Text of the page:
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Comic Strip As Art

from the Collection of Mr. and Mrs. George Sturman
January 22 – February 22, 1968


Comic Strip As Art (image from show card), 1968
Carl Anderson (Henry) | Alfred Andriola ( Kerry Drake) | Gus Arriola (Gordo) | Walter Berndt (Smitty) | Bud Blake (Tiger) | Paul Bradford (Brick Bradford) | Martin M. Branner (Winnie Winkle) | Ernie Bushmiller (Fritzi Ritz and Nancy) | Roy Crane (Buzz Sawyer) | Rudolph Dirks (The Captain and The Kids) | Walt Disney (Mickey Mouse, Donald Duck, and Pinocchio) | T.A. Dorgan (City Life) | Harold Doux (Judge Parker) | Gus Edson (The Gumps and Lieutenant Blaine) | Gus Edson and Irwin Hasen (Dondi) | Jack Elrod (Winky Ryatt) | Ken Ernst and Allen Saunders (Mary Worth) | Lee Falk and Sy Barry (The Phantom) | Lee Falk-Fredricks (Mandrake the MAgician) | Jules Feiffer ( Feiffer's Fables) | H.C. Fisher (Mutt and Jeff) | Ham Fisher - Tony DiPreta (Joe Palooka) | Roy Fox (Aggie) | Rube Goldberg (The Orange Sqeezin' Machine) | Chester Gould (Dick Tracy) | Harold Gray (Little Orphan Annie) | Harold Gray (Maw Green) | Carl Grubert (The Berry's ) | Harry Hanan (Louie) | Hanna-Barbera (Flintstones, Yogi Bera, and Mighty Heroes [Tornado Man and Strong Man]) | Pete Hanson (Lolly) | Johnny Hart (B.C.) | George Herriman (Krazy Kat) | Harry Herschfield (Abie the Agent) | Bill Holman (Smoky Stover) | Fred Johnson (Moon Mullins) | Bill Kavanagh and Frank Fletcher (Bringing Up Father) | Frank King (Gasoline Alley) | Sam Leff and Al McWilliams (Davy Jones) | Bob Lewis (Secret Agent #9) | Stan Lynde (Rick O'Shay) | Marge (Little Lulu) | Dale Messick (Brenda Starr) | Robin Moore - Joe Kuber (Tales of the Green Beret) | Dick Moores (Gasoline Alley) | Zack Mosley (Smilin' Jack) | Jimmy Murphy (Its Papa Who Pays and Toots and Casper) | Joe Musial (The Katzenjammer Kids) | Ben Oda (Flash Gordon) | F. Opper (And Her Name Was Maud and Happy Hooligan) | Joe Oriola (Felix the Cat) | Bill Perry (Gasoline Alley and Little Brother Hugo) | Irv Phillips (The Strange World of Mr. Mum) | John Prentice (Rip Kirby) | Mac RayBoy (Flash Gordon) | Bud Sagendorf (Popeye) | H. G. Saperstein (Mr. Magoo) | Charles Schulz (Peanuts) | Sixta (Rivets) | O. Soglow (The Little King) | Leonard Starr (On Stage) | Cliff Sterrett (Polly and Her Pals) | Fred Thomas (Long Shots) | R. Van Buren (Abbie an' Slats) | Bob Weber (Moose) | Russ Westover (Tillie the Toiler) | George Wunder (Terry and the Pirates)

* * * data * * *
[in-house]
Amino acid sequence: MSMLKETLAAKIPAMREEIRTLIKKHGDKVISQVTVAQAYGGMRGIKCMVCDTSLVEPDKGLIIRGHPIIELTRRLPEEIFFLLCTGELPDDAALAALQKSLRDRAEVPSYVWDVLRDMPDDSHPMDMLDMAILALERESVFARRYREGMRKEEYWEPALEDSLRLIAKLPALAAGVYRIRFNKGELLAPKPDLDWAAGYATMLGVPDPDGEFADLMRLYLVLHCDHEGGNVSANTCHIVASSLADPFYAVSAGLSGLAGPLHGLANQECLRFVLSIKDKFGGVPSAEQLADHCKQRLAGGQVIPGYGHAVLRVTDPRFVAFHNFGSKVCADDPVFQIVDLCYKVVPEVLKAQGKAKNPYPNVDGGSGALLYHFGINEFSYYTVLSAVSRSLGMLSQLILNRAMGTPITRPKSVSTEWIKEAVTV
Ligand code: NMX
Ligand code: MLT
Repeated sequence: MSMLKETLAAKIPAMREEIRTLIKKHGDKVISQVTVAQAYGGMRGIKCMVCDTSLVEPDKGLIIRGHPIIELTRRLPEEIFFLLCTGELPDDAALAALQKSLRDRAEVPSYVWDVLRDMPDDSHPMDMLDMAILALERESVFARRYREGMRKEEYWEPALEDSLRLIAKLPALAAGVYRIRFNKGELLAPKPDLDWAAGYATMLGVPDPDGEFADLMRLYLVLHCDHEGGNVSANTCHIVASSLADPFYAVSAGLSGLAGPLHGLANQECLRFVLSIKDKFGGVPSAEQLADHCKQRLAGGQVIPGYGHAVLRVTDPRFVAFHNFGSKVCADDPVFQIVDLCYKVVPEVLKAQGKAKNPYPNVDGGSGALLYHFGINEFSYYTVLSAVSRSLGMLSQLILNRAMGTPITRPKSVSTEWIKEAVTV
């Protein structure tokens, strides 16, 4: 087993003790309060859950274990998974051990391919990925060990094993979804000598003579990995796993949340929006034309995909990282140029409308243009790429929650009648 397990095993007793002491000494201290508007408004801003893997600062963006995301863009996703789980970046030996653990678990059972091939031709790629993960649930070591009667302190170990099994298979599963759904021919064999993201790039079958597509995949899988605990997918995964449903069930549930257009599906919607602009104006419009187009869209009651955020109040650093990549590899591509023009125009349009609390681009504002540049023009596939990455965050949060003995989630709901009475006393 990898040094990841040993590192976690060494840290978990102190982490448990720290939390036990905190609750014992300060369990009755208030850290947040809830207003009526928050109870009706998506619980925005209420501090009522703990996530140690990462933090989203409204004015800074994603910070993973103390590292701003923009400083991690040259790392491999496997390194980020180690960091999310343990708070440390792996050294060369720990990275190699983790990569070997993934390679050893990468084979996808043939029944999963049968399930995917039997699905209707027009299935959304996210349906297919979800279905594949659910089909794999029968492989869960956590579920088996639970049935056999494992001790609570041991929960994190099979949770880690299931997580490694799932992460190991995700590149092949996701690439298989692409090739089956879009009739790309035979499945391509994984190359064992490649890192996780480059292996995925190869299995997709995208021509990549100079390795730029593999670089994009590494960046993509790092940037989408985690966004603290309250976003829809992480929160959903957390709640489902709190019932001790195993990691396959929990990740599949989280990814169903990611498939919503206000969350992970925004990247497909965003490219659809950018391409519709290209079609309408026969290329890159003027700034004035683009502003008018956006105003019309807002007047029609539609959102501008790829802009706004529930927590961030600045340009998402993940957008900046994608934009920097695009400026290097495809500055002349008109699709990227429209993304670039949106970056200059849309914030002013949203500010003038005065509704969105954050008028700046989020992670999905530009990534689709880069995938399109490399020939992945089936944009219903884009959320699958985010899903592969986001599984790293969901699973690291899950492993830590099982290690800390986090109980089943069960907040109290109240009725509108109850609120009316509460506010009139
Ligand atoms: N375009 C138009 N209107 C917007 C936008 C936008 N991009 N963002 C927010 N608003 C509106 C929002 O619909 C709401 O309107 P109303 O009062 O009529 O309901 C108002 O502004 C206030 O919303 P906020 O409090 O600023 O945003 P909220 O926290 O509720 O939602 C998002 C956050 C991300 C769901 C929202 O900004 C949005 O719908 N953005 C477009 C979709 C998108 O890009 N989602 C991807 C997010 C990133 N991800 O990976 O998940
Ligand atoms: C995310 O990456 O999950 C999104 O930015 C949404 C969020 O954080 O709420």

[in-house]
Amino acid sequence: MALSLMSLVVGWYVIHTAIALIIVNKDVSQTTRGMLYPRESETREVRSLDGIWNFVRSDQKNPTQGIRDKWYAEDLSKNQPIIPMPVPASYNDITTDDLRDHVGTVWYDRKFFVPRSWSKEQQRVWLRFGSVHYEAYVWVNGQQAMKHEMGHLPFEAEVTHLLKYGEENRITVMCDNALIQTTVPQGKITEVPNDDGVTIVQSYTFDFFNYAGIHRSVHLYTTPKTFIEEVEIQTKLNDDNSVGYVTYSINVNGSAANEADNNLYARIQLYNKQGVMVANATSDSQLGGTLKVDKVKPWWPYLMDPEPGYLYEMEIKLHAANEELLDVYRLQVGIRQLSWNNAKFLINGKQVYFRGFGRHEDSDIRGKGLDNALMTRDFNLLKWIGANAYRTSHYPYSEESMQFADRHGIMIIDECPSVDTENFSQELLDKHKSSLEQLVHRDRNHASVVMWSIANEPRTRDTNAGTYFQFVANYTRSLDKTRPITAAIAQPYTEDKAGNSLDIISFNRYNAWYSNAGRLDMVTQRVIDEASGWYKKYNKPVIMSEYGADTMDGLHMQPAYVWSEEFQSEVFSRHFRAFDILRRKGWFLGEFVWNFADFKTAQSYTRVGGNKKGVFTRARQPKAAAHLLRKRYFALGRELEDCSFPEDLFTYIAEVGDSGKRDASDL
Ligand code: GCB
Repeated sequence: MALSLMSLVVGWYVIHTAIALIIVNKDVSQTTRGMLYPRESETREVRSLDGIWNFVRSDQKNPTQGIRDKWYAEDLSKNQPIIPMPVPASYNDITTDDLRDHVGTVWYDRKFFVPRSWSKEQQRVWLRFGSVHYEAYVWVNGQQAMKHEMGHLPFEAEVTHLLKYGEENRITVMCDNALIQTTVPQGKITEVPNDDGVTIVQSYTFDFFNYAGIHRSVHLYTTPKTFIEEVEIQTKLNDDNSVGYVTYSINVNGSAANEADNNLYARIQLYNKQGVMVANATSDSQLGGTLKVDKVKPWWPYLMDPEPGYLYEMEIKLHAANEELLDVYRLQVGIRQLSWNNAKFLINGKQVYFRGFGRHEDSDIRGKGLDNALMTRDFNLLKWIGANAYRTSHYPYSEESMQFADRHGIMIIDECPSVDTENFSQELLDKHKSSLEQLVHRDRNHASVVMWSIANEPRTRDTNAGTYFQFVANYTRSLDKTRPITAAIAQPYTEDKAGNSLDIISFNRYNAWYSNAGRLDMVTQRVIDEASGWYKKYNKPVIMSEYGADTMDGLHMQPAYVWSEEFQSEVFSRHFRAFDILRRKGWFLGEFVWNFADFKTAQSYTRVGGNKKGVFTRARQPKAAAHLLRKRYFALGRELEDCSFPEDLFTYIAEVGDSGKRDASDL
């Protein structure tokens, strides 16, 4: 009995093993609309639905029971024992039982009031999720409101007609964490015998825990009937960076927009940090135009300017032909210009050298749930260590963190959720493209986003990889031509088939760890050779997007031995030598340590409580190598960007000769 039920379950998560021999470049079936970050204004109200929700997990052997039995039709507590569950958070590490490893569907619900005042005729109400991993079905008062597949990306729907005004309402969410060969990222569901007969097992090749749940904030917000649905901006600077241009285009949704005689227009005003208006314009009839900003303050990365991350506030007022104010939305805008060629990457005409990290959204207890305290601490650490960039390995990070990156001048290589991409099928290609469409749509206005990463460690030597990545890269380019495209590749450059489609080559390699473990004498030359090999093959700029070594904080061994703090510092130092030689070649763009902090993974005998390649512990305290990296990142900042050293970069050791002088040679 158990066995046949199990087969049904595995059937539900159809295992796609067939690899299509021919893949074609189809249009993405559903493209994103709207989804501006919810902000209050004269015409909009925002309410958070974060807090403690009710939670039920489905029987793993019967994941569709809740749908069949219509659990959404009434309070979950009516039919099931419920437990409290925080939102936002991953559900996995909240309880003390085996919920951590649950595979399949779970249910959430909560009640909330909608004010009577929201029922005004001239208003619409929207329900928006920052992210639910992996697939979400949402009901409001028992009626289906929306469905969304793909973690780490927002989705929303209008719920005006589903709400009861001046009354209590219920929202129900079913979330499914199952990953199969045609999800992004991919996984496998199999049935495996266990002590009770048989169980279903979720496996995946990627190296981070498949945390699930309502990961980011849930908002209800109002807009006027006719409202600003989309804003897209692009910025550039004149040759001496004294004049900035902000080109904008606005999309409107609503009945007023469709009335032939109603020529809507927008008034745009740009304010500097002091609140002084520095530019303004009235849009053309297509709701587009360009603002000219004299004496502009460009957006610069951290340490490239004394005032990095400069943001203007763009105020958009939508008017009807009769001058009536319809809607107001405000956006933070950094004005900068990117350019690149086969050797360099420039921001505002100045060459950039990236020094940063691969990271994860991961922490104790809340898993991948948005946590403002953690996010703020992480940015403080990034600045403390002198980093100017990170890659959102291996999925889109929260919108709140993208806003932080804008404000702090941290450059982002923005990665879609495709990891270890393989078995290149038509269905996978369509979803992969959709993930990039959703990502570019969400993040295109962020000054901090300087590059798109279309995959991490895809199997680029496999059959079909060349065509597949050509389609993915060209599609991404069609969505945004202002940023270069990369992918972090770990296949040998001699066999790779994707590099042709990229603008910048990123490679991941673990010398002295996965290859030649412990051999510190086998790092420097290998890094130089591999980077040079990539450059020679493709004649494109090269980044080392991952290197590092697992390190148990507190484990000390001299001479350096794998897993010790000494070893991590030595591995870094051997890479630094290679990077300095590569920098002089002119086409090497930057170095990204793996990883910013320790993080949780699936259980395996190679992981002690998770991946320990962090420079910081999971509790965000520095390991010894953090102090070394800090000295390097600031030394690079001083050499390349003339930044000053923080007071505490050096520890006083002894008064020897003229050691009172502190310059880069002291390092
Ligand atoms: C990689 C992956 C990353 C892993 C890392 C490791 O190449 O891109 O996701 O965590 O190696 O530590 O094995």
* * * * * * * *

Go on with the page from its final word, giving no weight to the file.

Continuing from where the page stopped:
This exhibition is comprised of 70 drawings from the collection of Mr. and Mrs. George L. Sturman, who have not previously loaned out their comic strip art, so this will be the first public viewing of many of these original drawings. The Sturman's believe this expression to be America's most popular art form, although it had its beginnings only around 50 years ago. "Its history, like America's is comparatively short, but exciting," George Sturman says.

"Entertainment and mass appeal are the goals of the comic strip artists. They must satisfy all walks of life, day in and day out, regardless of age," Sturman points out. We are all familiar with the family strips The Gumps, Moon Mullins, and Gasoline Alley, the adventure sagas such as Terry and the Pirates, Steve Canyon, and Dick Tracy, the Nonsense strips, adopted by intellectuals and relished by the masses, Krazy Kat, Happy Hooligan and Peanuts, the mechanical adventures of Rube Goldberg and the politically influential Feiffer's Fables.

Early works in the show are 1917 drawings by Cliff Sterrett for Polly and Her Pals, and by T.A. Dorgan for City Life. Also included are several 1930s pieces--George Harrimans's Krazy Kat, Harry Y. Hershfield's Abbie the Agent, Jimmy Murphy's It's Papa Who Pays and Toots and Casper, Russ Westover's 1939 Tillie the Toiler, and Gus Edson's 1944 The Gumps. Among other of the 46 artists represented are the cartoon master Walt Disney, Chicago's Chester Gould (Dick Tracy), Charles Schulz (PEanuts), Ernie Bushmilller (Fritzi and Nancy), Ben Oda (Flash Gordon), Sixta (Rivets), Joe Oriola (Felix the Cat), Roy Crane (Buzz Sawyer), and Bob Lewis (Secret Agent).

This text was originally published in the exhibition press release. There is no photographic documentation of this exhibition.


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